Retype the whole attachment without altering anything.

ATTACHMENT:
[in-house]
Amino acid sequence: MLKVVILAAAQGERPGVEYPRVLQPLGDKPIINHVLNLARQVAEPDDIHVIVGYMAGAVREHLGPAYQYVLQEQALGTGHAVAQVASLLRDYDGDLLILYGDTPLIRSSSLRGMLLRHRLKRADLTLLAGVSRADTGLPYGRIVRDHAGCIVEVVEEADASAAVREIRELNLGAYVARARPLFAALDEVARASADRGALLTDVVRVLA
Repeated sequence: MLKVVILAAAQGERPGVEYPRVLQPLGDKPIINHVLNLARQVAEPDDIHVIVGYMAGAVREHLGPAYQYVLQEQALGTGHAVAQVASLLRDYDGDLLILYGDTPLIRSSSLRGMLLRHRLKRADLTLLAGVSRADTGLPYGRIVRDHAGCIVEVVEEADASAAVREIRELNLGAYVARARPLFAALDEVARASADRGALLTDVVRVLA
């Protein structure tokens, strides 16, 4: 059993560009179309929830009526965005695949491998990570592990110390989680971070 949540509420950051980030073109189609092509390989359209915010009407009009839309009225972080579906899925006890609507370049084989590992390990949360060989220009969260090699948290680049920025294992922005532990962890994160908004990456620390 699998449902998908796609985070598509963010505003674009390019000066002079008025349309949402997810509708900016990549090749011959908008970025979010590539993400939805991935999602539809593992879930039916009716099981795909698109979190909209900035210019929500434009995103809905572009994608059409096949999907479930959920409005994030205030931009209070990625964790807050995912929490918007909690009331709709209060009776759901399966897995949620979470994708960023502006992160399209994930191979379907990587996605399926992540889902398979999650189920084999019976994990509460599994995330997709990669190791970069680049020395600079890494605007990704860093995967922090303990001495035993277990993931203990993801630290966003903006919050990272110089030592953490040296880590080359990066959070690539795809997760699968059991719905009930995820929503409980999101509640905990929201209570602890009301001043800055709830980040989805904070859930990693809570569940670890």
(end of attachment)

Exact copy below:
[in-house]
Amino acid sequence: MLKVVILAAAQGERPGVEYPRVLQPLGDKPIINHVLNLARQVAEPDDIHVIVGYMAGAVREHLGPAYQYVLQEQALGTGHAVAQVASLLRDYDGDLLILYGDTPLIRSSSLRGMLLRHRLKRADLTLLAGVSRADTGLPYGRIVRDHAGCIVEVVEEADASAAVREIRELNLGAYVARARPLFAALDEVARASADRGALLTDVVRVLA
Repeated sequence: MLKVVILAAAQGERPGVEYPRVLQPLGDKPIINHVLNLARQVAEPDDIHVIVGYMAGAVREHLGPAYQYVLQEQALGTGHAVAQVASLLRDYDGDLLILYGDTPLIRSSSLRGMLLRHRLKRADLTLLAGVSRADTGLPYGRIVRDHAGCIVEVVEEADASAAVREIRELNLGAYVARARPLFAALDEVARASADRGALLTDVVRVLA
């Protein structure tokens, strides 16, 4: 059993560009179309929830009526965005695949491998990570592990110390989680971070 949540509420950051980030073109189609092509390989359209915010009407009009839309009225972080579906899925006890609507370049084989590992390990949360060989220009969260090699948290680049920025294992922005532990962890994160908004990456620390 699998449902998908796609985070598509963010505003674009390019000066002079008025349309949402997810509708900016990549090749011959908008970025979010590539993400939805991935999602539809593992879930039916009716099981795909698109979190909209900035210019929500434009995103809905572009994608059409096949999907479930959920409005994030205030931009209070990625964790807050995912929490918007909690009331709709209060009776759901399966897995949620979470994708960023502006992160399209994930191979379907990587996605399926992540889902398979999650189920084999019976994990509460599994995330997709990669190791970069680049020395600079890494605007990704860093995967922090303990001495035993277990993931203990993801630290966003903006919050990272110089030592953490040296880590080359990066959070690539795809997760699968059991719905009930995820929503409980999101509640905990929201209570602890009301001043800055709830980040989805904070859930990693809570569940670890």